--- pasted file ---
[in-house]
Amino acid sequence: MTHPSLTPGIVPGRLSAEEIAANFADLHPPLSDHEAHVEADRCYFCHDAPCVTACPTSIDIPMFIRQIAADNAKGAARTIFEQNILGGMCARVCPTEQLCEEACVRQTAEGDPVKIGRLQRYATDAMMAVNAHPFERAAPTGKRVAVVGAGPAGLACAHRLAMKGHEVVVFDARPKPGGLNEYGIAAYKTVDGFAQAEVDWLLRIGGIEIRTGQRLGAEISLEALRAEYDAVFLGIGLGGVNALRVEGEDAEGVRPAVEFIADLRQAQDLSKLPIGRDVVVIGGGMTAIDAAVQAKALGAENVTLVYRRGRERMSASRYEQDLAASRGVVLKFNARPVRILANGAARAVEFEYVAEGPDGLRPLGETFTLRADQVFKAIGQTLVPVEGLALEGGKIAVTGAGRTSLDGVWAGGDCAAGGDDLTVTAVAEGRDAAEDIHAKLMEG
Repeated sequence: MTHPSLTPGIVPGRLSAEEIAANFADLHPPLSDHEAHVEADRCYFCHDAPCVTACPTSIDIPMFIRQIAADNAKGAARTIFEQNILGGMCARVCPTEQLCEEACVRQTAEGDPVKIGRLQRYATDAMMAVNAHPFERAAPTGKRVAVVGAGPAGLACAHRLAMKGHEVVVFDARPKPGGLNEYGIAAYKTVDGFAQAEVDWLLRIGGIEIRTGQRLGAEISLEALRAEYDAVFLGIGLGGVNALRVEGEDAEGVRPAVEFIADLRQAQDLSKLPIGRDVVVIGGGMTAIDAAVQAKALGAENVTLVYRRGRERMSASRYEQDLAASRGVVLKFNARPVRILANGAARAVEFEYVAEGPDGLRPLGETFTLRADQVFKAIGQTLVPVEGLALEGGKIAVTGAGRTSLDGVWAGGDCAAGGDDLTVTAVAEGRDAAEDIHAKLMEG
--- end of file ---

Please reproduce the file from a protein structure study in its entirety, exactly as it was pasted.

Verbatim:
[in-house]
Amino acid sequence: MTHPSLTPGIVPGRLSAEEIAANFADLHPPLSDHEAHVEADRCYFCHDAPCVTACPTSIDIPMFIRQIAADNAKGAARTIFEQNILGGMCARVCPTEQLCEEACVRQTAEGDPVKIGRLQRYATDAMMAVNAHPFERAAPTGKRVAVVGAGPAGLACAHRLAMKGHEVVVFDARPKPGGLNEYGIAAYKTVDGFAQAEVDWLLRIGGIEIRTGQRLGAEISLEALRAEYDAVFLGIGLGGVNALRVEGEDAEGVRPAVEFIADLRQAQDLSKLPIGRDVVVIGGGMTAIDAAVQAKALGAENVTLVYRRGRERMSASRYEQDLAASRGVVLKFNARPVRILANGAARAVEFEYVAEGPDGLRPLGETFTLRADQVFKAIGQTLVPVEGLALEGGKIAVTGAGRTSLDGVWAGGDCAAGGDDLTVTAVAEGRDAAEDIHAKLMEG
Repeated sequence: MTHPSLTPGIVPGRLSAEEIAANFADLHPPLSDHEAHVEADRCYFCHDAPCVTACPTSIDIPMFIRQIAADNAKGAARTIFEQNILGGMCARVCPTEQLCEEACVRQTAEGDPVKIGRLQRYATDAMMAVNAHPFERAAPTGKRVAVVGAGPAGLACAHRLAMKGHEVVVFDARPKPGGLNEYGIAAYKTVDGFAQAEVDWLLRIGGIEIRTGQRLGAEISLEALRAEYDAVFLGIGLGGVNALRVEGEDAEGVRPAVEFIADLRQAQDLSKLPIGRDVVVIGGGMTAIDAAVQAKALGAENVTLVYRRGRERMSASRYEQDLAASRGVVLKFNARPVRILANGAARAVEFEYVAEGPDGLRPLGETFTLRADQVFKAIGQTLVPVEGLALEGGKIAVTGAGRTSLDGVWAGGDCAAGGDDLTVTAVAEGRDAAEDIHAKLMEG